Buying your first house can be scary. It’s a huge investment – quite possibly the biggest one you will ever make in your lifetime. And unless you grew up with parents who were real estate agents, you are probably a little intimidated by the whole process.
How do you know if you are buying the right house? Who do you trust? What do you need to know about your credit score? When should you get pre-approved?
These are the kinds of questions that are probably racing through your mind. Hopefully my guide will help you navigate these unchartered waters … making your first home-buying experience pleasant and memorable.
- Check Your Credit Score
Let’s start from the top. You aren’t going to be able to buy a home unless your credit is squeaky clean. So, now is the time to clean it up before you start the home buying process.
What you don’t want are a bunch of surprises showing up on your score down the road when you are ready to buy a house. Many homebuyers have been stalled – even defeated – by their own credit score. Best to gauge your credit score health now – even if you are absolutely certain your score is good. You never know what could be on it.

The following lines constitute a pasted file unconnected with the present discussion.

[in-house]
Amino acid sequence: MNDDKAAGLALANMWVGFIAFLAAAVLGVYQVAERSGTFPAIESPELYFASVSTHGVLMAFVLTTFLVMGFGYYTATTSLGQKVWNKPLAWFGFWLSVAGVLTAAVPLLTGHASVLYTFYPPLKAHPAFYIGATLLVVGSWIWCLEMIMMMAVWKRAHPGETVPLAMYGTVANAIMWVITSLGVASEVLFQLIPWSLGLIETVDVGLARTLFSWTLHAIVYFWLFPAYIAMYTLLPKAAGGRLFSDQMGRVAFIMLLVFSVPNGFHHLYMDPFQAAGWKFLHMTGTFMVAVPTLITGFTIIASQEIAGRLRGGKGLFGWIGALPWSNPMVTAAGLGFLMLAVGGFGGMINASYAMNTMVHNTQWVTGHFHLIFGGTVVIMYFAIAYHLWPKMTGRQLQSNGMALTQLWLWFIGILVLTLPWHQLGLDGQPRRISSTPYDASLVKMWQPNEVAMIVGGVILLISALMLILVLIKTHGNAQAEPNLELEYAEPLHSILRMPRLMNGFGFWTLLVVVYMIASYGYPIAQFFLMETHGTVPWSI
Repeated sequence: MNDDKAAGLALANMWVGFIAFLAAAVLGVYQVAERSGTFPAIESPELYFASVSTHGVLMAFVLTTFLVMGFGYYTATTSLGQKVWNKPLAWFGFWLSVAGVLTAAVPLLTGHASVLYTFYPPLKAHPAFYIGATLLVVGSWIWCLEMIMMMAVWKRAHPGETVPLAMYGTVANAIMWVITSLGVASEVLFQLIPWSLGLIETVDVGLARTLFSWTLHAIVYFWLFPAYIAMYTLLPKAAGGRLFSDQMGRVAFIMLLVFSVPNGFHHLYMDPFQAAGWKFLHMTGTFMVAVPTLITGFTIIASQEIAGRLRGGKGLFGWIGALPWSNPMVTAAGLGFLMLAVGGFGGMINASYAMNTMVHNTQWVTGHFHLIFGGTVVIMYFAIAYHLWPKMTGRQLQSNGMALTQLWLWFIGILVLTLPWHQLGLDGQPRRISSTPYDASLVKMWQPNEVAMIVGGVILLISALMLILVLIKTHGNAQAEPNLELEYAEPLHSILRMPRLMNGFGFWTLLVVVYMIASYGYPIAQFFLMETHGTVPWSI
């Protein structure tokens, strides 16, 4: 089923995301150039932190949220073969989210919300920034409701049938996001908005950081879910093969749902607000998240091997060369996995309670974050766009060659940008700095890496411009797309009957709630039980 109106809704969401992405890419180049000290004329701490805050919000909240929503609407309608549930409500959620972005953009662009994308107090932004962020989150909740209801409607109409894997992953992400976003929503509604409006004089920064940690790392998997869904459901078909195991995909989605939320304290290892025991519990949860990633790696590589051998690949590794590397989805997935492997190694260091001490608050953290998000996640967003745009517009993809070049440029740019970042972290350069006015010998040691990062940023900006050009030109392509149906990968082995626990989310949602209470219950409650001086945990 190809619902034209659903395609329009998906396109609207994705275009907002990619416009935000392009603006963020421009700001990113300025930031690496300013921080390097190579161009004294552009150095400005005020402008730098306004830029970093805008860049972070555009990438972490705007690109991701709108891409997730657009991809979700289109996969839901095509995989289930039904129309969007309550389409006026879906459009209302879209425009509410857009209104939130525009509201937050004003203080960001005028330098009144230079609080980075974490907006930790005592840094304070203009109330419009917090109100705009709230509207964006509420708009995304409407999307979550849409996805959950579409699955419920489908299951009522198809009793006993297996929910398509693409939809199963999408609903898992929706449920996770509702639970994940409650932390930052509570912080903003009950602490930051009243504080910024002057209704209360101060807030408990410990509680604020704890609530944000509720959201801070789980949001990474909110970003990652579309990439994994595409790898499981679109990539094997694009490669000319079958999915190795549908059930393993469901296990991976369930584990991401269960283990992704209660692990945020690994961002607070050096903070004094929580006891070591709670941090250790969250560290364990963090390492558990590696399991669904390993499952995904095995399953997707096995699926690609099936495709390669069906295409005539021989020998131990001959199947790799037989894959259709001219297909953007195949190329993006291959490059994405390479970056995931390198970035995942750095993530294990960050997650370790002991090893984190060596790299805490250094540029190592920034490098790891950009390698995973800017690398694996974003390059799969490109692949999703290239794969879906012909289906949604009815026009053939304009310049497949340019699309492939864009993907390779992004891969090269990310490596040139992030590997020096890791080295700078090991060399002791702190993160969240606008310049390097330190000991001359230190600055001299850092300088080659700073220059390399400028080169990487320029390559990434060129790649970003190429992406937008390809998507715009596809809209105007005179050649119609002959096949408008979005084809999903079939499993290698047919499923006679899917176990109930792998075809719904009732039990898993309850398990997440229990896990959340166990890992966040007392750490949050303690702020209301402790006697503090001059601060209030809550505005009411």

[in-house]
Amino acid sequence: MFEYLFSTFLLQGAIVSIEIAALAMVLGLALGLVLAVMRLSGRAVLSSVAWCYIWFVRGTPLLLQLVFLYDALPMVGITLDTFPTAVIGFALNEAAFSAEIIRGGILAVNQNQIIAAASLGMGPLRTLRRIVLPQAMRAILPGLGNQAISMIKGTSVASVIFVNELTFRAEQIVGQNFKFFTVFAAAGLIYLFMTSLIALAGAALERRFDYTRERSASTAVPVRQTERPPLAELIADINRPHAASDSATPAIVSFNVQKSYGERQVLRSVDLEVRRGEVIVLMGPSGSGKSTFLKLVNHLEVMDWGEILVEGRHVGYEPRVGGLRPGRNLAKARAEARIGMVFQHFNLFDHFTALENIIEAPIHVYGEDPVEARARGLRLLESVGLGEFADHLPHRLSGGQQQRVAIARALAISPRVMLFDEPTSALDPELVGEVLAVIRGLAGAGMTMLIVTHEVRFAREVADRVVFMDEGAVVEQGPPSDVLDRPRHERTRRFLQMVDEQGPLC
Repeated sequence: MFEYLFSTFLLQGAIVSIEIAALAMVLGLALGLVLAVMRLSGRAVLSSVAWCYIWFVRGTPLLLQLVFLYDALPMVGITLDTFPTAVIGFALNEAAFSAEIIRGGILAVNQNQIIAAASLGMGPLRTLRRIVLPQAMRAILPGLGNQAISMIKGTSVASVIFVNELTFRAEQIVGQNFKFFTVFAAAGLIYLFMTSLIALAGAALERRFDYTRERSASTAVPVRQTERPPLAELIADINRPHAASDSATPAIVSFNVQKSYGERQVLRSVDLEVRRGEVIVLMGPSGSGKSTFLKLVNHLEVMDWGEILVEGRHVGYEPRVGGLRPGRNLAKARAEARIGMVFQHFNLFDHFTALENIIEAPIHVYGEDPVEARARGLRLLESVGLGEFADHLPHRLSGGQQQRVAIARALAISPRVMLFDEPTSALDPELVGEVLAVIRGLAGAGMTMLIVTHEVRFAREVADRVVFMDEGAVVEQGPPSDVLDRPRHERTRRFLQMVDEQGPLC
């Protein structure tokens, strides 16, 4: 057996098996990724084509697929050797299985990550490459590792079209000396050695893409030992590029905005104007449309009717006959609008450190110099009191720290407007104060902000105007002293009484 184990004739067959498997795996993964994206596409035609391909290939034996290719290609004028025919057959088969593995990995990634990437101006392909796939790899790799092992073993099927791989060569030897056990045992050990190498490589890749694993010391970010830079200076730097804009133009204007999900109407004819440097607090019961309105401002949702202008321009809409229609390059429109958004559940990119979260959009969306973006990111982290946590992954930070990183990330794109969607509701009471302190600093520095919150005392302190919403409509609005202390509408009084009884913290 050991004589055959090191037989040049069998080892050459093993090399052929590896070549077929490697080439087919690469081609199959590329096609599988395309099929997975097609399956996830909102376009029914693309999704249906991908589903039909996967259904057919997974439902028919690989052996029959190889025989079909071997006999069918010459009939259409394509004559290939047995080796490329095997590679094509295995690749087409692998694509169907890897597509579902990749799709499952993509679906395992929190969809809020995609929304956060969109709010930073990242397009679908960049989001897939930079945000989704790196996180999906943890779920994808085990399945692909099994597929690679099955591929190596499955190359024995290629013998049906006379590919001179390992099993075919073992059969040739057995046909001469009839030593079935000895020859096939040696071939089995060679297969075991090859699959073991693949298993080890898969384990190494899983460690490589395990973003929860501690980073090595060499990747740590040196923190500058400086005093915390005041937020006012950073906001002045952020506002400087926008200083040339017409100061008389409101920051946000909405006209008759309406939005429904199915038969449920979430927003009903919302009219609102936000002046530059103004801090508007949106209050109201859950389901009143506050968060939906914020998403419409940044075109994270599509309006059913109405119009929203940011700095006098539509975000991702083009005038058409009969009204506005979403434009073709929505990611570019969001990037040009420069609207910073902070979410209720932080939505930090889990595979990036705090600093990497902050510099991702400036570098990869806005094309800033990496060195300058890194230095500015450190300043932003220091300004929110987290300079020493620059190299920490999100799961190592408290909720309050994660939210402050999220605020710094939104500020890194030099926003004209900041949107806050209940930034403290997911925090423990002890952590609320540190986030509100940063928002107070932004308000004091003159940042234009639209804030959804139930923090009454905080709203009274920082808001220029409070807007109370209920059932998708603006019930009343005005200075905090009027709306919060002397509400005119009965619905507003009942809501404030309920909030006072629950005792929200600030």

You can get a copy of your credit score from the three major credit agencies:
- Evaluate Your Credit Cards
When it comes to credit cards, you need to think wisely about closing some of them because having too many credit cards open could affect your credit score negatively.
Only keep the oldest credit cards open since agencies like to see long-standing relationships. You can safely close newer credit cards you don’t use. However, if you close too many credit cards quickly, you could trigger a flag. Be strategic.
- Create a Budget
Before you ever buy a house you should create a monthly budget based upon what you would pay if you already owned a house.
This exercise has a number of advantages. First, it teaches you to live within your housing budget when it isn’t as risky to do so. Living for three or four months on a restricted budget will give you an idea if your expectations are realistic. In other words, it will teach you what you can truly afford. Better to find out when you have the income than when you already have the house but don’t have the money.
In addition, you’ll be able to save more money toward your down payment (which you should have been building for a number of years by now), pay off any remaining debt (like credit cards or car loans), save money for any moving expenses, and build an emergency fund.
The goal of this exercise is to pay above anything that you pay as a renter. So on top of your normal housing bills, start to pay an additional amount based upon items like: